9. Caselli, Francesco & Esquivel, Gerardo & Lefort, Fernando, 1996. "Reopening the Convergence Debate: A New Look at Cross-Country Growth Empirics," Journal of Economic Growth, Springer, vol. 1(3), pages 363-389, September.
  10. Temel, T. & Tansel, A. & Gungor, N.D., 2005. "Convergence of Sectoral Productivity in Turkish Provinces: A Markov Chains Model," International Journal of Applied Econometrics and Quantitative Studies, Euro-American Association of Economic Development, vol. 2(2), pages 65-84.
  11. Xavier Sala-I-Martin, 1997. "Transfers, Social Safety Nets, and Economic Growth," IMF Staff Papers, Palgrave Macmillan, vol. 44(1), pages 81-102, March.
  12. Li, Qi & Stengos, Thanasis, 1996. "Semiparametric estimation of partially linear panel data models," Journal of Econometrics, Elsevier, vol. 71(1-2), pages 389-397.
  13. Bernard, Andrew B & Jones, Charles I, 1996. "Comparing Apples to Oranges: Productivity Convergence and Measurement across Industries and Countries," American Economic Review, American Economic Association, vol. 86(5), pages 1216-1238, December.
  14. Danny Quah, 1996. "Twin Peaks: Growth and Convergence in Models of Distribution Dynamics," CEP Discussion Papers dp0280, Centre for Economic Performance, LSE.
  15. Baumol, William J, 1986. "Productivity Growth, Convergence, and Welfare: What the Long-run Data Show," American Economic Review, American Economic Association, vol. 76(5), pages 1072-1085, December.
  16. Chowdhury, K, 2005. "What´s Happening to Per Capita Gdp in the ASEAN Countries?. An Analysis of Convergence, 1960-2001," Applied Econometrics and International Development, Euro-American Association of Economic Development, vol. 5(3).
  17. Nazrul Islam, 1995. "Growth Empirics: A Panel Data Approach," The Quarterly Journal of Economics, Oxford University Press, vol. 110(4), pages 1127-1170.
Full references (including those not matched with items on IDEAS)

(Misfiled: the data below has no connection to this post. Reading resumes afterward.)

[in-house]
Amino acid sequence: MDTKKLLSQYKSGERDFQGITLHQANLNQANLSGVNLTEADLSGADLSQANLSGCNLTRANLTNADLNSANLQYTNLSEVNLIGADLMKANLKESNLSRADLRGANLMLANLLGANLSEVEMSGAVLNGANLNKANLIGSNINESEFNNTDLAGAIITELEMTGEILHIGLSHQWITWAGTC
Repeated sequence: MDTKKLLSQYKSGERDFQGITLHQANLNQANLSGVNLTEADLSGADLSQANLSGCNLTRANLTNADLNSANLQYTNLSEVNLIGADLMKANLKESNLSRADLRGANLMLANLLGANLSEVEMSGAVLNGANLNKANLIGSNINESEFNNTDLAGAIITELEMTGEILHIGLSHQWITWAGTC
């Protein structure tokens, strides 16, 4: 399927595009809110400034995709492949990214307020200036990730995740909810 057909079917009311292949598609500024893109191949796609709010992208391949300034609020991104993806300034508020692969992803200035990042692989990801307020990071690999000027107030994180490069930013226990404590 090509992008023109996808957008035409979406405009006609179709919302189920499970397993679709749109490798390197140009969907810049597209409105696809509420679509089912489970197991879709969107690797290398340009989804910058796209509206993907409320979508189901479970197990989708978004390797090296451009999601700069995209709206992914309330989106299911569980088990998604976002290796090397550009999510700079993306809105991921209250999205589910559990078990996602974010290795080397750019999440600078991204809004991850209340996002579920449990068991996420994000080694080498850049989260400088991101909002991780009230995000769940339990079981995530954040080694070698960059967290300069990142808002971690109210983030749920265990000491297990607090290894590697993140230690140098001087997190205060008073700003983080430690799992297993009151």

This item is not listed on Wikipedia, on a reading list or among the top items on IDEAS.

When requesting a correction, please mention this item's handle: RePEc:eaa:eerese:v:6:y2006:i:6_9. See general information about how to correct material in RePEc.

For technical questions regarding this item, or to correct its authors, title, abstract, bibliographic or download information, contact: (M. Carmen Guisan)

If you have authored this item and are not yet registered with RePEc, we encourage you to do it here. This allows to link your profile to this item. It also allows you to accept potential citations to this item that we are uncertain about.

If references are entirely missing, you can add them using this form.

If the full references list an item that is present in RePEc, but the system did not link to it, you can help with this form.

If you know of missing items citing this one, you can help us creating those links by adding the relevant references in the same way as above, for each refering item. If you are a registered author of this item, you may also want to check the "citations" tab in your profile, as there may be some citations waiting for confirmation.

Please note that corrections may take a couple of weeks to filter through the various RePEc services.

This information is provided to you by IDEAS at the Research Division of the Federal Reserve Bank of St. Louis using RePEc data.